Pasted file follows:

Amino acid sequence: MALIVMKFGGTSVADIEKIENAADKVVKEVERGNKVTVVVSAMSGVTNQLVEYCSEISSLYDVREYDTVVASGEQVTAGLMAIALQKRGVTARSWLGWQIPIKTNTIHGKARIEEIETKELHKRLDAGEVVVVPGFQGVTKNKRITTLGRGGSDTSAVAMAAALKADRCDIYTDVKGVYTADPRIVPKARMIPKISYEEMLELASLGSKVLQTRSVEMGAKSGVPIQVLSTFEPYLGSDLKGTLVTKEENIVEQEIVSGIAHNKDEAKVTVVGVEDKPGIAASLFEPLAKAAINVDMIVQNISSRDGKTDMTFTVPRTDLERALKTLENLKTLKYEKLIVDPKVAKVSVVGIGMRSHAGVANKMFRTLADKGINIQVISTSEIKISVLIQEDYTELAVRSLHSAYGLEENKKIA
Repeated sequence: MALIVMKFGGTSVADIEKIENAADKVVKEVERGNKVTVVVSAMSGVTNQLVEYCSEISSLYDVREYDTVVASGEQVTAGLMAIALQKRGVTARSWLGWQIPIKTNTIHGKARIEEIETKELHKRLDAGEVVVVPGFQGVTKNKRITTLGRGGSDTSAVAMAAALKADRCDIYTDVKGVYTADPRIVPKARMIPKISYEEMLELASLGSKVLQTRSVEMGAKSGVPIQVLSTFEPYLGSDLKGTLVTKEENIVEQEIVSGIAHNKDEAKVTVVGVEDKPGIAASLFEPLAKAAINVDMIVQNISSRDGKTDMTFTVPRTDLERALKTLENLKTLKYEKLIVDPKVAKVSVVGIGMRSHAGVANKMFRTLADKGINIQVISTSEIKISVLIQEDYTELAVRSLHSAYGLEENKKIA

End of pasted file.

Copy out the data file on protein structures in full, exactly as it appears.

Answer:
Amino acid sequence: MALIVMKFGGTSVADIEKIENAADKVVKEVERGNKVTVVVSAMSGVTNQLVEYCSEISSLYDVREYDTVVASGEQVTAGLMAIALQKRGVTARSWLGWQIPIKTNTIHGKARIEEIETKELHKRLDAGEVVVVPGFQGVTKNKRITTLGRGGSDTSAVAMAAALKADRCDIYTDVKGVYTADPRIVPKARMIPKISYEEMLELASLGSKVLQTRSVEMGAKSGVPIQVLSTFEPYLGSDLKGTLVTKEENIVEQEIVSGIAHNKDEAKVTVVGVEDKPGIAASLFEPLAKAAINVDMIVQNISSRDGKTDMTFTVPRTDLERALKTLENLKTLKYEKLIVDPKVAKVSVVGIGMRSHAGVANKMFRTLADKGINIQVISTSEIKISVLIQEDYTELAVRSLHSAYGLEENKKIA
Repeated sequence: MALIVMKFGGTSVADIEKIENAADKVVKEVERGNKVTVVVSAMSGVTNQLVEYCSEISSLYDVREYDTVVASGEQVTAGLMAIALQKRGVTARSWLGWQIPIKTNTIHGKARIEEIETKELHKRLDAGEVVVVPGFQGVTKNKRITTLGRGGSDTSAVAMAAALKADRCDIYTDVKGVYTADPRIVPKARMIPKISYEEMLELASLGSKVLQTRSVEMGAKSGVPIQVLSTFEPYLGSDLKGTLVTKEENIVEQEIVSGIAHNKDEAKVTVVGVEDKPGIAASLFEPLAKAAINVDMIVQNISSRDGKTDMTFTVPRTDLERALKTLENLKTLKYEKLIVDPKVAKVSVVGIGMRSHAGVANKMFRTLADKGINIQVISTSEIKISVLIQEDYTELAVRSLHSAYGLEENKKIA